dgiharris has already done yeoman's work in clarifying my position, but permit me to expand upon why I called The War on Drugs a War on Blacks.

How are communities of color affected by drug law enforcement?


While African-Americans constitute 13% of the nation's monthly drug users, they represent 35% of those persons arrested for drug possession, 55% of drug possession convictions, and 74% of those sentenced to prison for drug possession.(7) (http://www.drugpolicy.org/library/factsheets/effectivenes/index.cfm#notes) According to a recent Human Rights Watch report, in no state are black men incarcerated at rates even close to those of white men. In fact, nationwide, black men are incarcerated at 9.6 times the rate of white men.(8) (http://www.drugpolicy.org/library/factsheets/effectivenes/index.cfm#notes)
Under federal legislation enacted in 1986, it takes 1/100 as much crack cocaine as powder cocaine to trigger equal mandatory minimum sentences. In 1995, although American crack users were 52% white and 38% African American, blacks accounted for 88% of those sentenced for crack offenses and whites just 4.1%.(9) (http://www.drugpolicy.org/library/factsheets/effectivenes/index.cfm#notes)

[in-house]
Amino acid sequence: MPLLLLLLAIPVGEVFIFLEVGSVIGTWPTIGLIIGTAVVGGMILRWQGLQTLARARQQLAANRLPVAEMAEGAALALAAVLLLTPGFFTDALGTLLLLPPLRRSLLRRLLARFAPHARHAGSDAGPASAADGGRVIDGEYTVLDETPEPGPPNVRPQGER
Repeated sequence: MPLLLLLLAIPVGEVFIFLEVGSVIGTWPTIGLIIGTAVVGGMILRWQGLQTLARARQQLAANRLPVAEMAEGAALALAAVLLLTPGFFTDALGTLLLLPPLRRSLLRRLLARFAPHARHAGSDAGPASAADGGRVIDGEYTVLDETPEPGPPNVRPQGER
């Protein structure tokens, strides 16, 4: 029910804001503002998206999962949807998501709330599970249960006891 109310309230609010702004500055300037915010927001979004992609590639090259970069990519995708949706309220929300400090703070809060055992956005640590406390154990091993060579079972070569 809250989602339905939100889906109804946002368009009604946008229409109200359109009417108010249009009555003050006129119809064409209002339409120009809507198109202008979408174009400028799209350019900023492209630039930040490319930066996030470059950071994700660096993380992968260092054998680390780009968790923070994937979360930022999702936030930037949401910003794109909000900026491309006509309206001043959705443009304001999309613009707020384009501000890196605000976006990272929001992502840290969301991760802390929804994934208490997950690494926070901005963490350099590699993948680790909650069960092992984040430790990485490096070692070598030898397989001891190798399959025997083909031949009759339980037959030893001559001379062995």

Almost 1.4 million African-American males, or 14% of the adult black male population, are currently disenfranchised as a result of felony convictions. Black men represent more than 36% of the total disenfranchised male population in the U.S., although they make up less than 15% of American males.(10) (http://www.drugpolicy.org/library/factsheets/effectivenes/index.cfm#notes)

http://www.drugpolicy.org/library/factsheets/effectivenes/index.cfm

The influx of drugs into the neighborhoods least able to resist them have created a prison-industrial complex where one of the most lucrative fields is the building and incarceration of Black males. Additionally, many of those who go in for minor or non-violent drug offenses are permanently disenfranchised when they come out. Jobs are already hard to come by. It gets no easier when you're a convicted felon.

Why is it that we don't have the violence associated with drugs? Is it simply because we are small? Gangs are forming in the bigger parts of the states but they haven't really formed here. Is it a culture thing? Do we simply not support the no snitch vibe so we those problems simply don't get too big?

Where drugs are, turf wars will follow when one dealer encroaches upon the territory of another. Drug pushers and organization are predisposed to use violence to defend and hold onto what is theirs. That is one reason why Robert Tate is no longer among the living.

Next question and I realize no one may be able to answer any of them, I'm more or less just throwing them out there. What can be done to fix the broken communities? As I said in a much earlier post I am far removed from the problem, so I don't see it day to day. What would it take to get the youth to stop joining gangs? What would it take to end the unrepentant bloodshed?